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Immersive Learning Technologies

Modern computer technologies, like three-dimensional graphics and virtual reality, offer immersive experiences for users. Our researchers are exploring ways these technologies can enhance education, entertainment, and simulation. In conjunction with the Virtual Immersive Technologies and Arts for Learning (VITAL) Lab, our researchers develop virtual reality and simulation games and applications to enhance learning about subjects ranging from migraine self-care to chemistry to personal finance.

Dr. Chang Liu is developing some of these learning technologies and programs:

  • Usability of mobile software applications - health care and learning
  • Use of data visualization in software engineering
  • Immersive software applications for education
    • The "BooKS in Classroom" (Boat-of-Knowledge in the Science Classroom) project is a 5-year, $2.6M project funded by the NSF GK-12 program. This project enhances and broadens science and engineering education of graduate students at Ohio University by working with high school students in regional school districts. It supports improvement of graduate student communication skills through activities on the Boat-of-Knowledge and interaction with high school teachers and students. The Boat-of-Knowledge, a central component of the BooKS project, is a scientific investigation boat operating on the Ohio River.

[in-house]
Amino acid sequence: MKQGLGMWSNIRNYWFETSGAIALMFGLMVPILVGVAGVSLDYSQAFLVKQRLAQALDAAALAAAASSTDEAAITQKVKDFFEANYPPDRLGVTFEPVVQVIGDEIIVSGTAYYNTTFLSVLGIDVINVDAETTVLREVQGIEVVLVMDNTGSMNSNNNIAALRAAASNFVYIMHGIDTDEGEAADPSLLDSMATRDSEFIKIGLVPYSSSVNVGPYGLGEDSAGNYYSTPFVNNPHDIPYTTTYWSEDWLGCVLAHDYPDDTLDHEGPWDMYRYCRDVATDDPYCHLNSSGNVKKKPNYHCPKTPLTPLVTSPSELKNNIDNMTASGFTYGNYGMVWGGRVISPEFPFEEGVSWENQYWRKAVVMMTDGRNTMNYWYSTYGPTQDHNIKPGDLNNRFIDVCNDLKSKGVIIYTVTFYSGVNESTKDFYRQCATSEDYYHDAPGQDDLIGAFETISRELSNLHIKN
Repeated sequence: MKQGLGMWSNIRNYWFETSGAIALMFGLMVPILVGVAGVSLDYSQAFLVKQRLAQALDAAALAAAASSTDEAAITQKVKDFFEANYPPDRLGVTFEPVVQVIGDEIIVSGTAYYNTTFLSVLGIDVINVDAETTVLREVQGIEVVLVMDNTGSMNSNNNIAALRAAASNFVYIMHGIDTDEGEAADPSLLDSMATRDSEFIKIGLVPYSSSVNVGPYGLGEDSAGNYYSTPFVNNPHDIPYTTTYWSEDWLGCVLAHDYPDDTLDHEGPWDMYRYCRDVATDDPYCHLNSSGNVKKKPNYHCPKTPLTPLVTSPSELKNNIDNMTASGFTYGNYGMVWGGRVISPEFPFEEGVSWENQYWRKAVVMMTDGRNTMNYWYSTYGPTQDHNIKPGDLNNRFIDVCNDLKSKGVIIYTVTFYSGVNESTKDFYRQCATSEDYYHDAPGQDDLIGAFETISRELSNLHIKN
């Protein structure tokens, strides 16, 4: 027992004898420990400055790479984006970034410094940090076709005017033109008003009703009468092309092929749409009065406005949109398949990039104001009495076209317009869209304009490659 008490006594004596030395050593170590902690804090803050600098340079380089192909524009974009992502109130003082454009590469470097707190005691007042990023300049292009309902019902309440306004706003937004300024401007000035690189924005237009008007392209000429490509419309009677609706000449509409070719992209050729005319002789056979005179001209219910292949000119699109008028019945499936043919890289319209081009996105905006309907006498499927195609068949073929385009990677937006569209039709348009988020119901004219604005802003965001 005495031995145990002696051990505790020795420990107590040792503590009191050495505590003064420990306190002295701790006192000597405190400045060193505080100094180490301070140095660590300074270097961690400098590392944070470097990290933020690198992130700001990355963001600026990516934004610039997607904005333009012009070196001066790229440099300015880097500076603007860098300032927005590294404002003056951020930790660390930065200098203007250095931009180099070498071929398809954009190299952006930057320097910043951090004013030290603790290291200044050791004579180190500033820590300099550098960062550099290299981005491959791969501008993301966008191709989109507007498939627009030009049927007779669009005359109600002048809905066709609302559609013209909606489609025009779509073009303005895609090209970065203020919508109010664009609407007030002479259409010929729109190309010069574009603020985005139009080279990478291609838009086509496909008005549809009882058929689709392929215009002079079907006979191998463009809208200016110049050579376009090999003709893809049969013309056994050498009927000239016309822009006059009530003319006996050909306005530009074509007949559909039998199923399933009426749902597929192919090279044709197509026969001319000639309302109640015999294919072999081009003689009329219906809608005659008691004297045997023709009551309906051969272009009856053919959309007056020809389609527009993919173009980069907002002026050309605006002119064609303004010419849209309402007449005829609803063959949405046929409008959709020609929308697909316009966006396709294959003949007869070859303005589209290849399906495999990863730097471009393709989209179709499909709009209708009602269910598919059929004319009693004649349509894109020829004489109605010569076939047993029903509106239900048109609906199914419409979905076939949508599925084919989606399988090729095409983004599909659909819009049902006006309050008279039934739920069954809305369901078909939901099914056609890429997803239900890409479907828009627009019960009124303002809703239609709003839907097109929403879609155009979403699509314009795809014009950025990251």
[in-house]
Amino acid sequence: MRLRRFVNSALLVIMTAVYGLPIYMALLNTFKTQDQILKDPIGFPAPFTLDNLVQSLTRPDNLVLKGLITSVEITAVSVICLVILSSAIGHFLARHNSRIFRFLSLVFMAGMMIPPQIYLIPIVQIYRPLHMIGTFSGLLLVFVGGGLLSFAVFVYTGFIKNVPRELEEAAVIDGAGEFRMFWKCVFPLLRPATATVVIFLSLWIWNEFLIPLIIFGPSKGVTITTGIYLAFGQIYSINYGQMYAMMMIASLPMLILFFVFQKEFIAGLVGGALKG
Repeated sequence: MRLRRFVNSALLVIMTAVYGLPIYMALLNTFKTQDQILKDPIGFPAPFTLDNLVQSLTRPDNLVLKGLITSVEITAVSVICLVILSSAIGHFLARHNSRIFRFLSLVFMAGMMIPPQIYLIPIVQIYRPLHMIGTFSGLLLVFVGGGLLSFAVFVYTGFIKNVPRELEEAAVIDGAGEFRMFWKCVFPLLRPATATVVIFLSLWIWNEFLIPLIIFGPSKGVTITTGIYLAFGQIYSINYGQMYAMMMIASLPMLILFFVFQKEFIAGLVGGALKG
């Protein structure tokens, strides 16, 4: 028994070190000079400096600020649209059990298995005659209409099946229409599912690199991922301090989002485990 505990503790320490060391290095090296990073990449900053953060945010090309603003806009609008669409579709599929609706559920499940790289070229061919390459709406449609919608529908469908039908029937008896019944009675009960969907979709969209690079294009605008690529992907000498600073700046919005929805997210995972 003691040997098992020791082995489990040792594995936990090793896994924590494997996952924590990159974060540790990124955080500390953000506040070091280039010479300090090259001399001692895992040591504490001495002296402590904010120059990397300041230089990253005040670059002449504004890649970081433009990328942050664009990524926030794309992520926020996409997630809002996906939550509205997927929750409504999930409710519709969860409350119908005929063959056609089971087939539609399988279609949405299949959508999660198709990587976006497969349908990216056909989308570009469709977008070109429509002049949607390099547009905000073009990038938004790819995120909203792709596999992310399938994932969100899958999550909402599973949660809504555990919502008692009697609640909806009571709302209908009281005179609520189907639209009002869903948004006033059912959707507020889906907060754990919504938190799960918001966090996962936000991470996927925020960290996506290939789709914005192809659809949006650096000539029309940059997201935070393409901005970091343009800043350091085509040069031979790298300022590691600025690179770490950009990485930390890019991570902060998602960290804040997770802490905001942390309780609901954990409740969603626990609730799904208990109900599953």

STEAM (Science and Technology Enrichment for Appalachian Middle- Schoolers) is a $1.6M NSF GK-12 project. Over 20 engaging interactive digital learning objects were developed in the STEAM project. Positive impacts on student science learning due to these digital learning objects and the graduate fellows’ school visits were observed. Results show improvement in student learning. In addition, the project produced a significant culture change at the Russ College of Engineering and Technology at Ohio University, by involving graduate students in making contributions to the surrounding community. As a result, more domestic Master’s students have stayed to pursue doctoral training and strong interactions between the university and local school districts were established. Two former STEAM Graduate Fellows became one of the seven finalist teams in the graduate student division of the Collegiate Inventor's Competition (CIC) in 2012. In October 2010, the STEAM project was invited to attend the first ever U.S. Science and Engineering Expo in Washington, D.C. as one of about a dozen projects representing the NSF.